There is an undoubted trend towards apartment living in Australia. As people live longer and marry later, and as our cities become more crowded, there is a greater demand for well-located, low-maintenance properties over the traditional suburban home. Apartments have also been a favorite with investors, as they generally achieve a higher rental return than houses. But do these factors actually make new apartments a good investment? The reality it is, many of them don't, because they are either too expensive, the wrong design, or oversupplied. Here are some of the reasons why:
NEW APARTMENTS COST TOO MUCH
The first problem with investing in new apartments is their cost. You'd think that building a complex of apartments instead of a single house would lead to efficiencies. After all, you're building many apartments on the same site, which should lead to economies of scale, and each apartment has some shared walls and ceilings. But you'd be mistaken. The cost of construction per square metre for apartments starts at over $2000 for a 3 level walk-up (houses range from $1300-2000). As the complex gets higher these costs soar, climbing to $2,600 per square metre. Why is this? Building high-rises certainly costs more, as these require more efforts to be structurally stable. But much of it is due to problems in the Australian building industry, due to excessive regulation and heavy unionization, which make Australian construction costs around 30% higher than equivalent countries for apartment projects.
Throw in infrastructure charges from council, marketing fees of $30,000 or more, as well as the developers profit margin of 20%+, there's not much value left for the buyer. So if you're buying an apartment off the plan in Australia right now, particularly a medium or high-rise one, you're likely to be paying too much.
NEW APARTMENTS ARE THE WRONG DESIGN
One of the biggest supposed markets for apartments is the 'downsizers' - older couples who no longer need a large home and want to move into something more compact, frequently in the locations they currently live. However, this is not occurring at the predicted rate, because the properties they want aren't being built. Downsizers want space and quality design in a small, conveniently-located complex, but these projects are simply not being built in the right areas in sufficient quantities.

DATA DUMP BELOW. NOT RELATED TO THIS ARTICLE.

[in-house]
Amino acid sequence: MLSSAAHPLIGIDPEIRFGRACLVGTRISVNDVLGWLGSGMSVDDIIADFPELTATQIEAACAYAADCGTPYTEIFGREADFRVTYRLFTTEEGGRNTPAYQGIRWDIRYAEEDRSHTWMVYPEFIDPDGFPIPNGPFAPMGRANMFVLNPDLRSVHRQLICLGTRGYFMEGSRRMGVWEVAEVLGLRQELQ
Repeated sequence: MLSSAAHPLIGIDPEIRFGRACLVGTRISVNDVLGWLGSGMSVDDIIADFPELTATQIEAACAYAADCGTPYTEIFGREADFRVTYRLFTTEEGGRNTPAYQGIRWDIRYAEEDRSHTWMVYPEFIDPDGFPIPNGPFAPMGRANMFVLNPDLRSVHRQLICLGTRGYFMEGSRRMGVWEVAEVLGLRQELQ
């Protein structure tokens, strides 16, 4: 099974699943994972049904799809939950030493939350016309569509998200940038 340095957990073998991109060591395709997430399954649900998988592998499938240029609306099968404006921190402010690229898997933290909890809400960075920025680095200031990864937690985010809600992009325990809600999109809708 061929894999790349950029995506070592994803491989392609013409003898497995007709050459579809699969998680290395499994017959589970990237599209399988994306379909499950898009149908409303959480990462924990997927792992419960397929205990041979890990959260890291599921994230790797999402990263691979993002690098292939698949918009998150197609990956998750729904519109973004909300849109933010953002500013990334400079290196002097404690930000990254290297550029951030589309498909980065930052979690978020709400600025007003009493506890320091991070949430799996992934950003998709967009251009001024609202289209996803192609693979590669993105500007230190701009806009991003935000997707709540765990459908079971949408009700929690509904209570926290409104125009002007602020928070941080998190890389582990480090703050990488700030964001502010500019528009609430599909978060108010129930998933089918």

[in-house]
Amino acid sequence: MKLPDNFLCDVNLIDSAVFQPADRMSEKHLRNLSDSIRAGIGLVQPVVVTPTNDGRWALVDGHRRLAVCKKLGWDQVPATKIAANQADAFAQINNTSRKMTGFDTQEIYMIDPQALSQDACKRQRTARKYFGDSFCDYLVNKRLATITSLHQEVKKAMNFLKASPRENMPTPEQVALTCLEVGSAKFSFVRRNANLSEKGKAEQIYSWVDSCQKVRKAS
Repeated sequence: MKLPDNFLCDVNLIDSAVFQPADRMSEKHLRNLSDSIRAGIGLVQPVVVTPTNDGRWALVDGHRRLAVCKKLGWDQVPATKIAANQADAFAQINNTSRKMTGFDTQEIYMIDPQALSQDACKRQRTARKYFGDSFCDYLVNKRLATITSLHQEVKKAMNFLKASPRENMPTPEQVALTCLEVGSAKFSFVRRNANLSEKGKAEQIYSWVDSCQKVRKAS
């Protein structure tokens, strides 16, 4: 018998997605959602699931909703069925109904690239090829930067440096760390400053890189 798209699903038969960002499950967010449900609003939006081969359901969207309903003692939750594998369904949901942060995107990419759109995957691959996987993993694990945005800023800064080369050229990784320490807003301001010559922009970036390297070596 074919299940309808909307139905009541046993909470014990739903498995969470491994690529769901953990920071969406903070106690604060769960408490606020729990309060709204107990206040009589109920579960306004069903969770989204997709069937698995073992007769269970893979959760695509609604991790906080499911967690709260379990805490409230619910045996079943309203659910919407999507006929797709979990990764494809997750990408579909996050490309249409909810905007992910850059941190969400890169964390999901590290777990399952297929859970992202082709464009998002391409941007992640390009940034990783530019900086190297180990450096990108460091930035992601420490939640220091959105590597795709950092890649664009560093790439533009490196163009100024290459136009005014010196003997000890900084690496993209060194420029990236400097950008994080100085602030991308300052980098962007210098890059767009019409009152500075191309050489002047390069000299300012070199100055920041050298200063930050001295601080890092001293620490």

Current apartment projects are too small in internal space and too high in density. The average size of an apartment in Australia is between 75-85 sqm, which is too small for most downsizers, who are used to living in twice as much space. If they want to buy a larger apartment, the price premium is ridiculous; in inner Melbourne, for example, the median price of 3 bedroom apartments ($955,000) is 62% higher than that of a 2 bedder ($590,000). This also prices out many families who might be attracted to apartment living. It's ultimately due to a lack of supply of the right stock. There are simply too many small 1 and 2 bedroom apartments being built, and not enough of the type that the market genuinely wants. Until this balance is rectified, new apartments are not going to have the demand for them that they should.
THERE ARE TOO MANY NEW APARTMENTS BEING BUILT IN THE WRONG LOCATIONS
Another major problem with new apartments is the restrictions placed on their construction by town planning measures. Most cities in Australia will restrict medium and high-density developments to certain areas, often around shopping centres or transport nodes, while other parts of the city will be much harder to develop in. Unsurprisingly, developers choose to build apartments where it is easiest to, and so most new apartment projects are in specific areas. Inevitably, this leads to oversupply, as these locations have most of the new apartment supply, as well as reducing desirability due to the increased density! Examples of areas include Parramatta and Mascot in Sydney, Docklands and Southbank in Melbourne, and West End, Chermside and Mount Gravatt in Brisbane.
As a result, there's a good chance the new apartment you're buying is in one of the areas of oversupply. This will lead to falling or stagnating prices and rents.
INVESTING IN APARTMENTS - BE CAUTIOUS
So despite favourable trends over the long-term, these three factors are combining to reduce the value of an apartment as an investment. Can you still successfully invest in apartments? Absolutely, but you need to fully understand the marketplace you're in, and how you're going to make money out of it into the future. Because as many investors are currently finding out, it won't just happen automatically after splashing out for an expensive apartment off-the plan.
Help build an investment strategy that maximises your return on investment and reduces your risk. Book in a free consultation with Andrew today.